Earlier today, we reported on Tesla remembering nearly 30,000 Model S and Model X vehicles that were shipped to China over a supposed problem with its suspension.
As we stated in the report, there were a few things that were unusual about this report– mainly the reality that it just affected Model S and Model X vehicles sent out to China in between 2013 and 2017 although those lorries were produced in the US, and Tesla utilized the very same suspension as all other Model S and Model X produced during that duration.
Now, we found out that Tesla disagrees with the Chinese authorities about the requirement to remember those cars and argues that theres no flaw.
Electrek got a letter that Elizabeth H. Mykytiuk, Teslas managing counsel for regulatory affairs, sent to NTHSA to tell them about the recall in China.
In the letter, Mykytiuk alleged that China forced Tesla to issue the recall.
” Due to the opinion of SAMR/DPAC that the topic required a recall in the China market, Tesla was left with the option of either willingly recalling the subject automobiles or bring a heavy burden through the Chinese administrative process. While Tesla disagrees with the viewpoint of SAMR/DPAC, the Company has actually decided not to challenge a recall for the China market just.”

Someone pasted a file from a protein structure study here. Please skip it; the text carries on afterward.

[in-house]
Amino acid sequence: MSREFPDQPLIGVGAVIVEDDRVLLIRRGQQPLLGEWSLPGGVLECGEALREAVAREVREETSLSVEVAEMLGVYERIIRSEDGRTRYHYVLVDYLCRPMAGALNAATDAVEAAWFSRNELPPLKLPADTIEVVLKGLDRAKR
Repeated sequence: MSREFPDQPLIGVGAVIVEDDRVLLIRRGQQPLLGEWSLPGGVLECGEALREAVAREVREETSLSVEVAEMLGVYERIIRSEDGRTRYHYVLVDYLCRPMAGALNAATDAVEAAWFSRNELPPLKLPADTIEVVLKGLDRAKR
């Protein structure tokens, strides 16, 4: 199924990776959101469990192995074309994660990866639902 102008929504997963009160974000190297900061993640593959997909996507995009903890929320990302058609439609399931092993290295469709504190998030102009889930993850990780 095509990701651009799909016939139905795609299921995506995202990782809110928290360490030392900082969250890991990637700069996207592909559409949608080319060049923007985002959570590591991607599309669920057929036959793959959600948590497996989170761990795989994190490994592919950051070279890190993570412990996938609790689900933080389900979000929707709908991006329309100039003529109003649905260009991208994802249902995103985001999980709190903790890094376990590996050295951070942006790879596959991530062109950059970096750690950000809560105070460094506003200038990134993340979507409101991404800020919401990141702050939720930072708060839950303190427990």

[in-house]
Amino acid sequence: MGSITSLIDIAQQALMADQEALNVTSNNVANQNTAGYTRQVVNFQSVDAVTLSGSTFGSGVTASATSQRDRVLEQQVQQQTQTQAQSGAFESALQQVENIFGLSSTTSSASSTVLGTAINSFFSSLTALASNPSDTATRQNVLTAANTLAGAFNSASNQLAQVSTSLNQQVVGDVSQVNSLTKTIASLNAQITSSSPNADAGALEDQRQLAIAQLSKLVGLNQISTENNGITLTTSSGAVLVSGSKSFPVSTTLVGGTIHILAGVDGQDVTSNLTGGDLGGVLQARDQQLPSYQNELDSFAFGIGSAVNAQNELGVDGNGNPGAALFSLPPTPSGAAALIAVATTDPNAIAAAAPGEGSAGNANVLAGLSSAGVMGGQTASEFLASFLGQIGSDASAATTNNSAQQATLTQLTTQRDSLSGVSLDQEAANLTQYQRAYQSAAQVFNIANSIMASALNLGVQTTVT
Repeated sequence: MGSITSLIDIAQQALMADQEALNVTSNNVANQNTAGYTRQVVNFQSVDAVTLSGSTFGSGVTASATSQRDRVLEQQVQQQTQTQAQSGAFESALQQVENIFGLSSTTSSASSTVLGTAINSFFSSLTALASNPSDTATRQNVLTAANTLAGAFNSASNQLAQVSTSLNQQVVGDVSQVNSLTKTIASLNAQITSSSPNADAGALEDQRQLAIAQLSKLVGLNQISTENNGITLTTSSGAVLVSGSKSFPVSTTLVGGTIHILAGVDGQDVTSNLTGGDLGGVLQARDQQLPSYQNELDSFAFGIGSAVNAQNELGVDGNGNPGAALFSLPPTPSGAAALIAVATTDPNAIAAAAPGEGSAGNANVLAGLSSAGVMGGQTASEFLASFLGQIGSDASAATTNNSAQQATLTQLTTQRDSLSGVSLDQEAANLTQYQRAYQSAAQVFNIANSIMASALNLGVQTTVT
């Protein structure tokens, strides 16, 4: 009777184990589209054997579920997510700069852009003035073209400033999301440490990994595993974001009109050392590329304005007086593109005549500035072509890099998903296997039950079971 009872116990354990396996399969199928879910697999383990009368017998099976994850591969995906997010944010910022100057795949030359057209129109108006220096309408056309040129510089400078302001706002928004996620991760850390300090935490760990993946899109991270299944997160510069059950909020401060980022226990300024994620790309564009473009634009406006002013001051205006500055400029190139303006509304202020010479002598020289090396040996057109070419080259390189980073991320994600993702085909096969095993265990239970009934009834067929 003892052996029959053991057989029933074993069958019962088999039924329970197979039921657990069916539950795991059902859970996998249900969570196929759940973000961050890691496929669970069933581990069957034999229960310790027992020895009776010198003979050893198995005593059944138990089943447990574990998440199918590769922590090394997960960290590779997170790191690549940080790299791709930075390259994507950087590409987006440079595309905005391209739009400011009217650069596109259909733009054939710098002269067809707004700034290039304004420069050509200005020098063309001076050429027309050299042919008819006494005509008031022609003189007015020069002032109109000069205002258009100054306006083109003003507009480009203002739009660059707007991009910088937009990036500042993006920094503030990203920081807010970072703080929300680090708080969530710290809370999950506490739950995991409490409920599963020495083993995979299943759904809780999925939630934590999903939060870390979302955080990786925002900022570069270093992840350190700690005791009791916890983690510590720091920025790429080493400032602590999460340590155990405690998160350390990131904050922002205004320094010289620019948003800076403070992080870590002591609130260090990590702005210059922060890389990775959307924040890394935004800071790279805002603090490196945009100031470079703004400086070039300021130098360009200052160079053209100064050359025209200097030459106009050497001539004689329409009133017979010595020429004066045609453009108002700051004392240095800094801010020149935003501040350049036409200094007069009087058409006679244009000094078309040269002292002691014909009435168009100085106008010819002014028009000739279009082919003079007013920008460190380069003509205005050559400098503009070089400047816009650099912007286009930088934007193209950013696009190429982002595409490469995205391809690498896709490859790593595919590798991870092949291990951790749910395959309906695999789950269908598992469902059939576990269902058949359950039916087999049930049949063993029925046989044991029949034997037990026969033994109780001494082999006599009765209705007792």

Tesla is arguing that theres actually no problem with its Model S/Model X suspension and that China is generally forcing an unnecessary recall.
Instead of a defect, Tesla puts the blame on motorists.
Mykytiuk wrote in the letter to NHTSA:
” Tesla has actually not identified that a problem exists in either the Front Suspension Aft Link or the Rear Suspension Upper Link and thinks the root cause of the problem is motorist abuse, including that motorist use and expectation for damageability is uniquely serious in the China market. If the client inputs an abuse load (e.g., curb effect, severe hole strike, and so on), then the parts may be harmed, leading either to instant failure or postponed failure from the intensifying results of the initial abuse and subsequent load input.”
Tesla said that the failure in concern took place in less than 0.05% of cars outside of China and in about 0.1% of automobiles in China.
As we previously reported, NHTSA has actually examined a possible concern in Teslas Model S and Model X suspension back in 2016, however they didnt find any flaw.
Heres Teslas letter to NHTSA over the problem in full:
I have two main takeaways here.
First of all, Teslas data does seem to suggest that the failure is two times as more likely to occur in China than anywhere else.
It does seem that an element exterior of Tesla is influencing that– most likely Chinese roadways or chauffeurs– and gives weight to Teslas argument.
And to my 2nd point, the recall is just for vehicles produced up to 2017.
What did Tesla change, if anything, around that time to make the Chinese authorities decide that vehicles prior to 2017 are the only ones impacted by the recall?
That would be good to understand, and it would assist us better understand the situation.
Tesla has no authorities channel of communications for us to reach out to about this.
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